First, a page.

The Non-Political Israel on Campus

As anti-Israel protests are influencing leaders around the world and making their way across college campuses in the United States, it may seem as if it is a perilous time to stand with Israel. In Europe, the demonstrations are becoming increasingly violent. In the United States, pseudo-intellectual organizations attempt to delegitimize Israel from an academic angle. Even at New York University, a school with 6,000 Jewish students (many of whom have spent time in Israel, whether studying or on Birthright), this movement has popped its head up and made some noise. Here are some program ideas for college students who are looking to run activities on their college campuses to show the non-political side of Israel.

Two weeks ago, NYU’s cultural Israel club, Gesher, hosted a Get Back to Israel Fair. This fair, which had representatives from over 15 different internship, learning, and volunteer opportunities in Israel, was designed to promote the various programming that is available to college students in Israel during collegiate breaks and over the summer. Some of the programs included the Jewish National Fund’s Alternative Spring Break, World Wide Opportunities on Organic Farms (WWOOF) in Israel, and the Pardes Institute of Jewish Studies. The programs were geared towards all students, irrespective of their religious level, their previous affinity with Israel, or the amount of time they have previously spent in the country.

Did you know that Israel has been nominated for more Academy Awards in Best Foreign Language Film than any other Middle Eastern country? Or that Israel has produced globally acclaimed theater? At the end of October, NYU’s Jewish theater troupe, Shmutz, hosted Israeli Stage, who preformed Anat Gov’s “Oh God.” This play showed a satirical look at God’s relationship with humanity. While bringing in a theater company might be out of budget for some Israel campus groups, film screenings are a great way to provide a little Israeli culture on campus without as much of the cost. Popular movies include Kazablan, Sallah Shabati and Footnote.

Israeli culture festivals are also fun, social events. A college Israel group can get very creative with this type of activity. Different clubs at the college or university can co-sponsor different elements of the fair. For example, a food club on campus can co-sponsor a table with Israeli food, a business club on campus can co-sponsor a table demonstrating technological advances in Israel, and an environment club on campus can co-sponsor a table about environmental trends in Israel. A great time to do this festival is at the beginning of the academic year, or in the spring around Yom Ha’atzmaut (Israel’s Independence Day).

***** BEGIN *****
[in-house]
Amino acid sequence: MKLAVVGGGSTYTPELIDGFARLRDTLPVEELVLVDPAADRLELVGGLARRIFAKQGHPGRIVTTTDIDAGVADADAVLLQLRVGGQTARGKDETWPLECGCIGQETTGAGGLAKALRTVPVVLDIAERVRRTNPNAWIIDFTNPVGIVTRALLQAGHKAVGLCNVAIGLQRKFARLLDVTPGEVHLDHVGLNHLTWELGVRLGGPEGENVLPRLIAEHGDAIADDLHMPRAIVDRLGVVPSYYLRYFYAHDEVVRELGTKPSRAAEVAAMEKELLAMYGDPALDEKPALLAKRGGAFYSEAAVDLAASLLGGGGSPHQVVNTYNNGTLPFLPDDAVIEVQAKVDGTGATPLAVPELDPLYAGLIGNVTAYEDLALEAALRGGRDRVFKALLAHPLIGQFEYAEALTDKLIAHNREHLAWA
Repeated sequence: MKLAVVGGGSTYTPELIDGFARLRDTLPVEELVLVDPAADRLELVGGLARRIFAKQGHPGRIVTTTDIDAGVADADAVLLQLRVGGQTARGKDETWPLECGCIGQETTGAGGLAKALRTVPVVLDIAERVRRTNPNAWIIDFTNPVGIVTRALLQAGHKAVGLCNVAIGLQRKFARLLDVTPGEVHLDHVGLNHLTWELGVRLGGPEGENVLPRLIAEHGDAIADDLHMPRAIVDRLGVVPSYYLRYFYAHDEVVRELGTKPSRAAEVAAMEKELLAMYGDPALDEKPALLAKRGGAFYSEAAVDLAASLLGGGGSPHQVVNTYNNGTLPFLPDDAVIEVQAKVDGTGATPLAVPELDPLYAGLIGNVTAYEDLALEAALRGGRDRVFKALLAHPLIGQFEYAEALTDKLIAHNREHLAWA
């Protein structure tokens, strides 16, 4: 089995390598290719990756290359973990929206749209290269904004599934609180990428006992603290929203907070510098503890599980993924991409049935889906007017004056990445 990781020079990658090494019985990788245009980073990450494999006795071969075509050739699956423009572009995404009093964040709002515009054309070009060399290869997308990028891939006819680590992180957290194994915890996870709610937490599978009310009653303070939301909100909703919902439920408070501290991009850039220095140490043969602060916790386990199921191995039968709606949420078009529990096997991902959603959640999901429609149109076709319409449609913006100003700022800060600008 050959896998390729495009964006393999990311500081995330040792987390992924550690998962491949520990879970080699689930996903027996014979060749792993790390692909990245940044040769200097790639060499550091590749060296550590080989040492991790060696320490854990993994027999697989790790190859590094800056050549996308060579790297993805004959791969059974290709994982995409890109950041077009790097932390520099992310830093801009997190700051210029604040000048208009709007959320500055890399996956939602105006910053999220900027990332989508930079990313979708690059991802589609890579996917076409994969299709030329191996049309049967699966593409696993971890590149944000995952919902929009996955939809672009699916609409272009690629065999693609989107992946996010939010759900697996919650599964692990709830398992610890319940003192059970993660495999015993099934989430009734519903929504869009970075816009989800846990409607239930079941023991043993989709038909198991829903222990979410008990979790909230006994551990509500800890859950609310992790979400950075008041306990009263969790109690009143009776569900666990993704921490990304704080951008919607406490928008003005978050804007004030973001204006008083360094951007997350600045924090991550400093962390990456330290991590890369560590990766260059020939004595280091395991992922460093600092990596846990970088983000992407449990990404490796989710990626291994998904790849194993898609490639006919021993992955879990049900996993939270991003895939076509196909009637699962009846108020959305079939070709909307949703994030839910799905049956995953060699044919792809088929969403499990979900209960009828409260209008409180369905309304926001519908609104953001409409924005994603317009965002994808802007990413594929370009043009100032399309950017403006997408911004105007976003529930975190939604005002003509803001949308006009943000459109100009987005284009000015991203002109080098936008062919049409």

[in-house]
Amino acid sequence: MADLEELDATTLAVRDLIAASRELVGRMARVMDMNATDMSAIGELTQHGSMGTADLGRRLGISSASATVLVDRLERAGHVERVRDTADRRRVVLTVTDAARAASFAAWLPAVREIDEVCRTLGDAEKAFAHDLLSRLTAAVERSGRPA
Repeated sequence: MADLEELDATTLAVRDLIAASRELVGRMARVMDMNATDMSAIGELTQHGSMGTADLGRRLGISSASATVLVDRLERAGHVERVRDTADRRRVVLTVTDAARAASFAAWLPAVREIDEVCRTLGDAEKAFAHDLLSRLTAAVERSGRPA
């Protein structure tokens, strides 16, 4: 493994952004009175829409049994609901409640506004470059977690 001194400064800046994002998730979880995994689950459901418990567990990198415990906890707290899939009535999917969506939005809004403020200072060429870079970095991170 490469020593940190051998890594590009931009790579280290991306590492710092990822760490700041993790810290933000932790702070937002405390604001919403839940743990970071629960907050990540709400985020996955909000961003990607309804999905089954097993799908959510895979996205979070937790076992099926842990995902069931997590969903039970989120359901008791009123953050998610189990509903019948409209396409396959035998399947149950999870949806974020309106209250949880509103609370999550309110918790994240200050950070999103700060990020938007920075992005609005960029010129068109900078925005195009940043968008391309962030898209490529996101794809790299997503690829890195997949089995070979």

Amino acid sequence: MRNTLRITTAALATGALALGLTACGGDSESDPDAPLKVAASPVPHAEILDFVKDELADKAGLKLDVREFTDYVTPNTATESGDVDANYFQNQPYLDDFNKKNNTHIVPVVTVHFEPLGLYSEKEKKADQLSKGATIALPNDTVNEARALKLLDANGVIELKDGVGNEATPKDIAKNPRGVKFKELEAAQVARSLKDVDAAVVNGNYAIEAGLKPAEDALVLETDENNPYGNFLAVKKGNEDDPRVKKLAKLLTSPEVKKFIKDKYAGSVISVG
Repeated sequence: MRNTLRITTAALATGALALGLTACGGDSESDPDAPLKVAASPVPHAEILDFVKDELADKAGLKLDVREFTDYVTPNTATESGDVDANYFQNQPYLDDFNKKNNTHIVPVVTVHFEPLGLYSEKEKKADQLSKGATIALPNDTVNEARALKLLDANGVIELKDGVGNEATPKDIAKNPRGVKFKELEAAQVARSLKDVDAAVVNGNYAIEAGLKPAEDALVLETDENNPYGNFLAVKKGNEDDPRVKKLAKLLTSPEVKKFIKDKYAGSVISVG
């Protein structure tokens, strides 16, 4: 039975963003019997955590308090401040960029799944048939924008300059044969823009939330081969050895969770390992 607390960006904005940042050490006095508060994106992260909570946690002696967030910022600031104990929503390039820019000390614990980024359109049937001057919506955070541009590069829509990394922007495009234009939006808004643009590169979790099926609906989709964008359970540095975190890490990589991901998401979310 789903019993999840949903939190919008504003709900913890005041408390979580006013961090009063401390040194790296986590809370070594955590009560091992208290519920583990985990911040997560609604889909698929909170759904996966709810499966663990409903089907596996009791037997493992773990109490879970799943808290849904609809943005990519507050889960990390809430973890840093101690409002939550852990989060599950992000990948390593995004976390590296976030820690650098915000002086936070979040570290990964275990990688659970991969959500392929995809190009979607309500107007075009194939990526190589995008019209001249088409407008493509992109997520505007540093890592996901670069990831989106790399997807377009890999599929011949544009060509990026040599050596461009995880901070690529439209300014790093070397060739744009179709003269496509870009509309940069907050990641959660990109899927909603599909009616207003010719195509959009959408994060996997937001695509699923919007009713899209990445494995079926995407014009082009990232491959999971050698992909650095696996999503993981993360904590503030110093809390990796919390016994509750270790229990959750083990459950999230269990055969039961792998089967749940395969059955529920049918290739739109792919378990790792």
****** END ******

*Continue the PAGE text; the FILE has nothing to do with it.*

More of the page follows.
For some students, their involvement with Israel increases when the activities are more adrenaline provoking and have a political angle. However, Israel is a country with normal features, just like the United States, the United Kingdom, Canada, and others around the world. An important factor of being an advocate for Israel is running activities such as the ones listed above, which broadcast the non-political components of Israel and show an angle of the country which many students might not see.

About the Author
Joshua Z. Lavine is a second-year MALD candidate at The Fletcher School of Law & Diplomacy at Tufts University, concentrating in International Security Studies and Southwest Asia & Islamic Civilization. Prior to Fletcher, he worked at the American Israel Public Affairs Committee (AIPAC) for three years. Following his first year at Fletcher, he spent the summer interning at the Permanent Mission of Israel to the United Nations. Josh is from Scarsdale, New York and holds a BA in Hebrew & Judaic Studies and Journalism from New York University.
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